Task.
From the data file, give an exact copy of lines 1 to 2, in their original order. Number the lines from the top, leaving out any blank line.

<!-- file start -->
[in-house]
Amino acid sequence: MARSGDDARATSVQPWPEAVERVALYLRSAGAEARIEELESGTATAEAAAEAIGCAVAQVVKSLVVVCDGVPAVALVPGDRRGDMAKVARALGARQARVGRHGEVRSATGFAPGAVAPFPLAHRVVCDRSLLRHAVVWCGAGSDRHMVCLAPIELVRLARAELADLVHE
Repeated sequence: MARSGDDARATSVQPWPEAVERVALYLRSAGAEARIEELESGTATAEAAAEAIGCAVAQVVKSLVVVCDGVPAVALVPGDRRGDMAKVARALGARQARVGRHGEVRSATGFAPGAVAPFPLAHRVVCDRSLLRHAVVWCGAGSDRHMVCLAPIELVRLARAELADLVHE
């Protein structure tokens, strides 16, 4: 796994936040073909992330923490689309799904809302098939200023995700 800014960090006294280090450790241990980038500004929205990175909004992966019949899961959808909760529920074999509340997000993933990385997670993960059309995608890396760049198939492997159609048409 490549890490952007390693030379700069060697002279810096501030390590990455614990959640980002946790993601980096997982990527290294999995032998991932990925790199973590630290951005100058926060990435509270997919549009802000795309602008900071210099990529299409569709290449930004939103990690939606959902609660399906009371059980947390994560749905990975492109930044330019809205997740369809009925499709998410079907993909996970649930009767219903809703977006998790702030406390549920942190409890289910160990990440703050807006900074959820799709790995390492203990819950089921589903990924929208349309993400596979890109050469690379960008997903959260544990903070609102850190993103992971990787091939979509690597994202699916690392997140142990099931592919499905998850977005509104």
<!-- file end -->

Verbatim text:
[in-house]
Amino acid sequence: MARSGDDARATSVQPWPEAVERVALYLRSAGAEARIEELESGTATAEAAAEAIGCAVAQVVKSLVVVCDGVPAVALVPGDRRGDMAKVARALGARQARVGRHGEVRSATGFAPGAVAPFPLAHRVVCDRSLLRHAVVWCGAGSDRHMVCLAPIELVRLARAELADLVHE